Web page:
Mos Eisley is a spaceport on the hot planet of Tatooine in the Star Wars series. For some reason, Dragon Mart’s hustle and bustle reminded me of that hive.
Oddly enough, my first visit to Dragon Mart was just days ago. When I entered, I noticed how hot it was. Then I noticed the throngs of people. It was like a packed bazaar, filled with (and I’m genuinely not being racist) Chinese shops.
I’m not going to comment on my shopping experience, but these are some of my observations while I was there:
The general dressing sense of the crowd there is…weird. For example, there was a man walking with a t-shirt, with a blaze starting from the bottom of the tee, so from afar it looked like his nether regions were, quite literally, burning up.
Then there was the loud Indian family. I’m Indian and I know these types. Screaming their plans at the top of their lungs, and honestly not noticing or caring the hostile looks people throw their way. Kudos to the 7-year-old who could NOT stop talking about the state of his nether regions and how far away the bathroom was from where he was at the time.
The spoilt brats made their appearance. I was sitting with my brother Karan on one of the seats in the public areas, and had the misfortune of sitting next to a family with four children, who really got on my nerves. One child ran to a shop and picked up a toy and ran back, the owner coming after her, hoping the father or mother would pay him money for it. He got lucky. The father asked how much it was and said he’d take it. Although why anyone would pay Dhs 30 for that, I do not know. Other children got annoyed that the little girl scored, ran to the shop themselves and picked up three more stupid toys and… daddy pulled his wallet out and paid. They were so spoiled, they would stand in front of passers-by and not get out of their way, tried to intimidate other children and generally made a right nuisance of themselves.
The maid with this family…I felt sorry for her. The mother was no where to be seen, just one, very old and frail-looking, woman looking after those kids. She must have been past 50, or it could have been the stress of shepherding the children that made her look that way. She was dressed in the worst clothes imaginable; I would not wish that on my enemies. The cloth (she passed close to me once) looked itchy and scratchy, it was frayed at the edges, it looked as though it had been through the wash more times than it could withstand (did she not have more clothes, I wondered?), and she just…looked uncomfortable. More so, when one of the kids began hitting her with the toy, and the family she was with (only two men, no mother-figures) laughed indulgently.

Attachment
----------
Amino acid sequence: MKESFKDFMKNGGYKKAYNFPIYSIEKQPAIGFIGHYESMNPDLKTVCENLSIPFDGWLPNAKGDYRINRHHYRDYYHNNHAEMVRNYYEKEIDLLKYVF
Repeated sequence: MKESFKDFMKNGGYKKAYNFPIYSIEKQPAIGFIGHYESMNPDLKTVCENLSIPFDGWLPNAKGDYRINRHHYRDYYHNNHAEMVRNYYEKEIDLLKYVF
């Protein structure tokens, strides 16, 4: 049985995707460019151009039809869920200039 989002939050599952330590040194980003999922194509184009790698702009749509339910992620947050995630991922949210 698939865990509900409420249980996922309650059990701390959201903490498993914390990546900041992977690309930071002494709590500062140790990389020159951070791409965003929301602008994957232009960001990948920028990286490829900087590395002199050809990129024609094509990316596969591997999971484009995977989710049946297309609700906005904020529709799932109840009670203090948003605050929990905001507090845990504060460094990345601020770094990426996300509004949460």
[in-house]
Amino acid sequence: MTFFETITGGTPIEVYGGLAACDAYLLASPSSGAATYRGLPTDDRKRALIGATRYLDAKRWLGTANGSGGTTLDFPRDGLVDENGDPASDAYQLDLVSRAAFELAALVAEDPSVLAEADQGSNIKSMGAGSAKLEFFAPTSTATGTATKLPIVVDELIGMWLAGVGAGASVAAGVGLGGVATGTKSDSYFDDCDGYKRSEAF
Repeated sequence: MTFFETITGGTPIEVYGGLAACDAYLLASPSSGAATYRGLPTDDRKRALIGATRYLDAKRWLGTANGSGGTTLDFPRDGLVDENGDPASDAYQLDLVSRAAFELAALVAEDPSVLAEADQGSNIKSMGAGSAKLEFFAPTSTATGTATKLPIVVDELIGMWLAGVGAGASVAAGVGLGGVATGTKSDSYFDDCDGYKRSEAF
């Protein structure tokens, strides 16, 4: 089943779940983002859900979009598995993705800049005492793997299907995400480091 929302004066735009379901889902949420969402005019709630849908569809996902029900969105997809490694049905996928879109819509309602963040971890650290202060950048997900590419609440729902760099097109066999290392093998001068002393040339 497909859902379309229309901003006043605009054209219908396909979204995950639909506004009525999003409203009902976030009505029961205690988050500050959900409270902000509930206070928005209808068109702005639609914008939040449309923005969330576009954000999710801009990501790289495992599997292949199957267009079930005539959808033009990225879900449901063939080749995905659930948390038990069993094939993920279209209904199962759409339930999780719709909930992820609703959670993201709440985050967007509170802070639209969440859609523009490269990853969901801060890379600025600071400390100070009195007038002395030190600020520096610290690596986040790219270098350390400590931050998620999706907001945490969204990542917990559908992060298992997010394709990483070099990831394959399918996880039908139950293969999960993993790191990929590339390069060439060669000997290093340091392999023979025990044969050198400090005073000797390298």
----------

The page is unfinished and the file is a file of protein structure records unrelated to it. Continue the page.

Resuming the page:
Then there were the customary stares I’d forgotten existed. Okay, I didn’t forget…I’d just pushed it out from my mind. Karan got slightly upset with the heat, and the noise so even though we sat down somewhere to help him relax (uh yeah, next to the spoilt brats? Fat chance), he was uncomfortable enough to sometimes cover his ears or his face. That brought the stares aplenty. I just glared back until they looked away. In addition, I used to not pay attention when children, or young adults stared because I thought, well…they’re kids. No more. I’ve realized it only means they come from a family that hasn’t taught them better, and neither do they have a decent friend circle who can correct them. I’m glarin’ away, sparing neither adults nor the younglings.
Come Han Solo … fly me outta this place.